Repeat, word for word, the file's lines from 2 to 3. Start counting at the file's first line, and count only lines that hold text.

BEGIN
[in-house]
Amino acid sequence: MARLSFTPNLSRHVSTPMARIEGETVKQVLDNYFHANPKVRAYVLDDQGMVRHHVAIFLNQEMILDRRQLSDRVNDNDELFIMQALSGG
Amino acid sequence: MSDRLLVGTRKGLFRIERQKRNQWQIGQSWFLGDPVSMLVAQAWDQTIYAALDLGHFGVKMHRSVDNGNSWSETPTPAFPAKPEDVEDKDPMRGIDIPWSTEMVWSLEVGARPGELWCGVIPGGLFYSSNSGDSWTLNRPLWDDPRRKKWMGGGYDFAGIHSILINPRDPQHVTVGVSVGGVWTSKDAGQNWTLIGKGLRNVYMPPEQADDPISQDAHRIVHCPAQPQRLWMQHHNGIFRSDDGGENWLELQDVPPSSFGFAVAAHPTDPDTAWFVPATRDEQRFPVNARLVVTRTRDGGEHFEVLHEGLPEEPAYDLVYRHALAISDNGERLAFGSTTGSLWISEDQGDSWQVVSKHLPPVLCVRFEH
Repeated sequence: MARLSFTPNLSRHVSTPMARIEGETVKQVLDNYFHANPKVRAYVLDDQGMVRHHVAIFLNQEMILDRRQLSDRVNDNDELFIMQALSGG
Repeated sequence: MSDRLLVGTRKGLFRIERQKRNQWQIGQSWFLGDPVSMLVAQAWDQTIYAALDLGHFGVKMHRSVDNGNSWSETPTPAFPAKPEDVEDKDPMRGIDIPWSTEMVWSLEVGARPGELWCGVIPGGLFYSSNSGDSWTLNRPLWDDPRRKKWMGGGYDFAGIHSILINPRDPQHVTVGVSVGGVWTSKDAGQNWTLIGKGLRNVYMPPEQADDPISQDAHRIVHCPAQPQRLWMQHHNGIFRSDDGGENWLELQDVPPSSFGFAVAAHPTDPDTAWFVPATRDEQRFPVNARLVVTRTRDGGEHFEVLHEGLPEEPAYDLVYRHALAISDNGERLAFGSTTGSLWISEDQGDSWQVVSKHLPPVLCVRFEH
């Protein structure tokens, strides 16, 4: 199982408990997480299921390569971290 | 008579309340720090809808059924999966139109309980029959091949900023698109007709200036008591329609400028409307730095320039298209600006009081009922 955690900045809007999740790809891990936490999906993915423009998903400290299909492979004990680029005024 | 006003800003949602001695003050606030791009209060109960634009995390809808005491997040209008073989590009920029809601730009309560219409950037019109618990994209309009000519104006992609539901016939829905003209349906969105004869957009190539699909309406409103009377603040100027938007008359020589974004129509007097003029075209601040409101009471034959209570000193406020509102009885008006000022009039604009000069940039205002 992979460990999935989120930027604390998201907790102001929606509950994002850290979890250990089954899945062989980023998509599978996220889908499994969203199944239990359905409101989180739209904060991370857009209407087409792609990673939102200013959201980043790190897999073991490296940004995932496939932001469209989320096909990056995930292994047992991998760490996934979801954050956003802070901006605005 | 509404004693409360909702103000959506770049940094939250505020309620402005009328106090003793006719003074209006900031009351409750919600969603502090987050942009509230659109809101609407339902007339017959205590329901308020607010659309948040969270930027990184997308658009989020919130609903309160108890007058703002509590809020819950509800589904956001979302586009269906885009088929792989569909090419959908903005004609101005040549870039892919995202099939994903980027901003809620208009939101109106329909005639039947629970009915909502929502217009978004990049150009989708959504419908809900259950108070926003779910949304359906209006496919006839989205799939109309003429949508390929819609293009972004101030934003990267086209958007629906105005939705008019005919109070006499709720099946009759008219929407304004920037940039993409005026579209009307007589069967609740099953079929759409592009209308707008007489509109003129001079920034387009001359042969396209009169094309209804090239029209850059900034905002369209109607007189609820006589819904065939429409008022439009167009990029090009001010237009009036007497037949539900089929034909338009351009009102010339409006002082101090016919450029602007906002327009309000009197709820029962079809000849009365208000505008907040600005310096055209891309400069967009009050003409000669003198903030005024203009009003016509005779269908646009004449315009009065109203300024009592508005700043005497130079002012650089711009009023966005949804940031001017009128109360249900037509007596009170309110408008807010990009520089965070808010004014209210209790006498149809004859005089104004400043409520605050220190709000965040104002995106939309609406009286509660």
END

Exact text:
Amino acid sequence: MARLSFTPNLSRHVSTPMARIEGETVKQVLDNYFHANPKVRAYVLDDQGMVRHHVAIFLNQEMILDRRQLSDRVNDNDELFIMQALSGG
Amino acid sequence: MSDRLLVGTRKGLFRIERQKRNQWQIGQSWFLGDPVSMLVAQAWDQTIYAALDLGHFGVKMHRSVDNGNSWSETPTPAFPAKPEDVEDKDPMRGIDIPWSTEMVWSLEVGARPGELWCGVIPGGLFYSSNSGDSWTLNRPLWDDPRRKKWMGGGYDFAGIHSILINPRDPQHVTVGVSVGGVWTSKDAGQNWTLIGKGLRNVYMPPEQADDPISQDAHRIVHCPAQPQRLWMQHHNGIFRSDDGGENWLELQDVPPSSFGFAVAAHPTDPDTAWFVPATRDEQRFPVNARLVVTRTRDGGEHFEVLHEGLPEEPAYDLVYRHALAISDNGERLAFGSTTGSLWISEDQGDSWQVVSKHLPPVLCVRFEH